82. I still think being a Nerd is a fun life.

  83. Wow!! Greatest thing!!

    Good work!!

  84. Pelle

    Pyrrus from Deathworld by Harry Harrison was always one of my favourite places. Come on, a whole planet where all forms of flora and fauna wanted to kill mankind. :)

    Also like to second Barsoom. Ah, Dejah Thoris, delightfully pink!

  85. ODT

    May I suggest Theodore Sturgeon’s Xanadu? I’ve sometimes dreamed of living there. Of course, I would then hope to vacation on James H. Schmitz’s Karres…

  86. cak

    I can not take this list seriously without you mentioning Trantor or Terminus. These were great because you got to see them evolve into very different worlds, probably unlike any other planet on the list (except for Mars).

  87. Renee

    Come on Pern, Pern, Pern!!! Hello thread that threatens the planet every 200 years, native firelizards, the lush Southern Region, the high mountains dotted with dragonlairs and lakes where dragons take a swim in the sunshine! I mean what more do you want?

  88. Not saying it deserves to be on this list, but someone mentioned Crematoria from Riddick – no way that gets on a list before Planet Number Two of the M-344/G system does (from Pitch Black). Crematoria was kinda silly. M-344/G-2 was interesting….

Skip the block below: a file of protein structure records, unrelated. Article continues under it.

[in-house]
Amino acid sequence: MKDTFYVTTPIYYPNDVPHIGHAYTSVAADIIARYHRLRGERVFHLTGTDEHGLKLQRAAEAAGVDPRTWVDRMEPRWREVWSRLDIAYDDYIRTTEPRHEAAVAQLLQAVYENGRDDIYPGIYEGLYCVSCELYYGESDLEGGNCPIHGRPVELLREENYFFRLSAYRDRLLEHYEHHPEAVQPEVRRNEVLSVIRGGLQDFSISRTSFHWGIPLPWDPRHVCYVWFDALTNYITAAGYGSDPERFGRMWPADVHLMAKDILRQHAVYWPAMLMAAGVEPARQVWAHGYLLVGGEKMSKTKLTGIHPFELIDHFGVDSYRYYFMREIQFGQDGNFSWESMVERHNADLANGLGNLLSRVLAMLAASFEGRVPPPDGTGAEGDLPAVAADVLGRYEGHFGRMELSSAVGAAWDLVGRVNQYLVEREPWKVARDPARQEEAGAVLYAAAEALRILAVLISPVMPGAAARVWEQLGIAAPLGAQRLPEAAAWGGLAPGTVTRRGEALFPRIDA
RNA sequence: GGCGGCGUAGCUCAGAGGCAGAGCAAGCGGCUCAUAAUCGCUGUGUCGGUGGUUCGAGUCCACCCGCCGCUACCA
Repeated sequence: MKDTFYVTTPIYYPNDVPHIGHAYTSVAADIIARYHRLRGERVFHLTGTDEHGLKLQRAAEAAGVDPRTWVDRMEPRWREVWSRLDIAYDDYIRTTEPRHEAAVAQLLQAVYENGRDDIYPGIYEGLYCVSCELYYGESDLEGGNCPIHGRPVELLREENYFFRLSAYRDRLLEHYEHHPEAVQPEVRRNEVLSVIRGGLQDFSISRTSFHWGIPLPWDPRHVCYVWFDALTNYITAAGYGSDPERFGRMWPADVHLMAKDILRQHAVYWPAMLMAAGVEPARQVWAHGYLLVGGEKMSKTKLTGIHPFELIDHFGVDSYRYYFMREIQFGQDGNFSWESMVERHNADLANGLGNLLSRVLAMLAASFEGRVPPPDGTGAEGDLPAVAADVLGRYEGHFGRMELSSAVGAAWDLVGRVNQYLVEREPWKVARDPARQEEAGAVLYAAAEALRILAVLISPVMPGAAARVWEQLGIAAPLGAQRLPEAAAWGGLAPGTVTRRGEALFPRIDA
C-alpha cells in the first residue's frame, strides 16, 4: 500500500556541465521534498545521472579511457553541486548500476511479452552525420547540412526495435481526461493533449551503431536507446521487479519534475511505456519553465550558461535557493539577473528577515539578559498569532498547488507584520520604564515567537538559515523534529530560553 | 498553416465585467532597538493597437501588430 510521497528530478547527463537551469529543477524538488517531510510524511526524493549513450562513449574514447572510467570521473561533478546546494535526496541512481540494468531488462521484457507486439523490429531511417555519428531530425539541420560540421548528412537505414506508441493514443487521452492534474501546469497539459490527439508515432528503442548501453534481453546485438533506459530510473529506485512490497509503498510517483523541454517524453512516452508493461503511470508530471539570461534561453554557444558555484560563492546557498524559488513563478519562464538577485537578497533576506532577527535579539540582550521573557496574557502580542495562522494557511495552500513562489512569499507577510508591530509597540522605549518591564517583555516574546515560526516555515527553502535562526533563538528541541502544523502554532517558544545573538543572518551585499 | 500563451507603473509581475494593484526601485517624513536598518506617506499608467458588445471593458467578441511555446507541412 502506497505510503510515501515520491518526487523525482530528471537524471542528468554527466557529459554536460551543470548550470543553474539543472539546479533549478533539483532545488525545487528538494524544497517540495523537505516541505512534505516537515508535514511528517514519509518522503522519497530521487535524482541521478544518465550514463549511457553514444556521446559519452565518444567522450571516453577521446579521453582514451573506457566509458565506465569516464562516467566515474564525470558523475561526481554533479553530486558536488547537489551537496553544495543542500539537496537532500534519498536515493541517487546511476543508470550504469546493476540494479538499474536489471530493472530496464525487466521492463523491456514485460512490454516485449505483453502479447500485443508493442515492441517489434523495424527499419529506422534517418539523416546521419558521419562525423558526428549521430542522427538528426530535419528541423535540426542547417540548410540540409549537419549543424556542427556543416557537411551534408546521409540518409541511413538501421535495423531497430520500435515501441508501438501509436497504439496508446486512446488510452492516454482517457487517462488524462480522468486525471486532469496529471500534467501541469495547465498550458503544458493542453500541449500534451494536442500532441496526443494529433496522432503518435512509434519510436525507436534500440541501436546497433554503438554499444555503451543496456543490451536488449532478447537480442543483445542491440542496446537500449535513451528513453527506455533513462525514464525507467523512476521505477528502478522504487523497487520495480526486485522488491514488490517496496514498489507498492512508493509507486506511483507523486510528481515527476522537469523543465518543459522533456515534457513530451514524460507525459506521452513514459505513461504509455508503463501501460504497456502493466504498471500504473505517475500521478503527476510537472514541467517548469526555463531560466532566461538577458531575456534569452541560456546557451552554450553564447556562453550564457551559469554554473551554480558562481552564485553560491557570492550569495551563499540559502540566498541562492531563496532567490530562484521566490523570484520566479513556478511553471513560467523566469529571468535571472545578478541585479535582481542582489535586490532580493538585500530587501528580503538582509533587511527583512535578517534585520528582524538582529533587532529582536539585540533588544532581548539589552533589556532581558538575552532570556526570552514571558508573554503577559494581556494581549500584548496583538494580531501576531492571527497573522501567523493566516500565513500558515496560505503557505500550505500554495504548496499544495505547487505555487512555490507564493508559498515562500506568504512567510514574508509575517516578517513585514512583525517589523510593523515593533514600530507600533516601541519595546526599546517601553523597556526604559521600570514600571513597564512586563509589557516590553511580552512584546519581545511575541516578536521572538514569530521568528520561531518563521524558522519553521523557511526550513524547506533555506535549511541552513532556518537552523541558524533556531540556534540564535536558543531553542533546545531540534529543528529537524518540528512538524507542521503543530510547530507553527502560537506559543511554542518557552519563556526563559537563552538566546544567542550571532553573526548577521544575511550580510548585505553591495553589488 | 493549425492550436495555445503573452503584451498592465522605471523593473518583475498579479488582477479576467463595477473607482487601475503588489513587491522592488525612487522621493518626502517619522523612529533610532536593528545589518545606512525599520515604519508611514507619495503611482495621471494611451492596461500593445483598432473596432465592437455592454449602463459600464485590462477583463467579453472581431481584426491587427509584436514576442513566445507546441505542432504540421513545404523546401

89. Paul Burns

    Another egregious omission is Medea, Harlan’s World. A shared concept spearheaded by Harlan Ellison, with Robert Silverberg and many other collaborators, this was a meticulously researched planetary ecosystem, fully developed and scientifically plausible, and then these same esteemed collaborators wrote stories set thereupon. It was available in the late 80s as a large-format trade paperback. Props to all those who mentioned Niven’s Ringworld, as well.

  90. ash

    Of course you miss the greatest planet of them all, Terry Pratchett’s Discworld. Who cannot forget a world shaped like a disc that is held up on the back of four elephants that ride on the back of the interstellar turtle the great A’Tuin